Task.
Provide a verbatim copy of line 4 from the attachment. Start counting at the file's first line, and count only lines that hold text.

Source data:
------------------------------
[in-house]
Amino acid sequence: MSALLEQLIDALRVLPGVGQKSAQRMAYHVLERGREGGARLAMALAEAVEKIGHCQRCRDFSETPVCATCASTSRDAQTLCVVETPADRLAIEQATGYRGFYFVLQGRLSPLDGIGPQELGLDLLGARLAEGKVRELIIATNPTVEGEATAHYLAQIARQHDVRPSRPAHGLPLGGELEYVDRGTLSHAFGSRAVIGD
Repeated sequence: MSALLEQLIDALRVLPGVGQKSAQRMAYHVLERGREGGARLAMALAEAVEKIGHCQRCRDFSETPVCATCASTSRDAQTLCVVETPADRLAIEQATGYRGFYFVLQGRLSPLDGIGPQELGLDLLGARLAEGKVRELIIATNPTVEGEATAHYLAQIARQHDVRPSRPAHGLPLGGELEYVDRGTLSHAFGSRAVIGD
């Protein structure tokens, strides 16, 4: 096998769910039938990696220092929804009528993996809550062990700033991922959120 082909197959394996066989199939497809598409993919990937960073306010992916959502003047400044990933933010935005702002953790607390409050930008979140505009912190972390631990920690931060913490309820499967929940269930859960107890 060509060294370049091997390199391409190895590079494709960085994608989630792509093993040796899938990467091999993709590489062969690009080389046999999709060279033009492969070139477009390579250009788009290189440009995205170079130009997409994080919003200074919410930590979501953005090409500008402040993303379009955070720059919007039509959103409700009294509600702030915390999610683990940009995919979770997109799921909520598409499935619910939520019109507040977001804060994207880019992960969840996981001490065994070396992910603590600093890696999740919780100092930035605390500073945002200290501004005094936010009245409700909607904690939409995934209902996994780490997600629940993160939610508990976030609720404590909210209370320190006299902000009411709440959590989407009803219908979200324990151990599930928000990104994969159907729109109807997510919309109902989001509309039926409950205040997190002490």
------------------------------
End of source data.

């Protein structure tokens, strides 16, 4: 096998769910039938990696220092929804009528993996809550062990700033991922959120 082909197959394996066989199939497809598409993919990937960073306010992916959502003047400044990933933010935005702002953790607390409050930008979140505009912190972390631990920690931060913490309820499967929940269930859960107890 060509060294370049091997390199391409190895590079494709960085994608989630792509093993040796899938990467091999993709590489062969690009080389046999999709060279033009492969070139477009390579250009788009290189440009995205170079130009997409994080919003200074919410930590979501953005090409500008402040993303379009955070720059919007039509959103409700009294509600702030915390999610683990940009995919979770997109799921909520598409499935619910939520019109507040977001804060994207880019992960969840996981001490065994070396992910603590600093890696999740919780100092930035605390500073945002200290501004005094936010009245409700909607904690939409995934209902996994780490997600629940993160939610508990976030609720404590909210209370320190006299902000009411709440959590989407009803219908979200324990151990599930928000990104994969159907729109109807997510919309109902989001509309039926409950205040997190002490």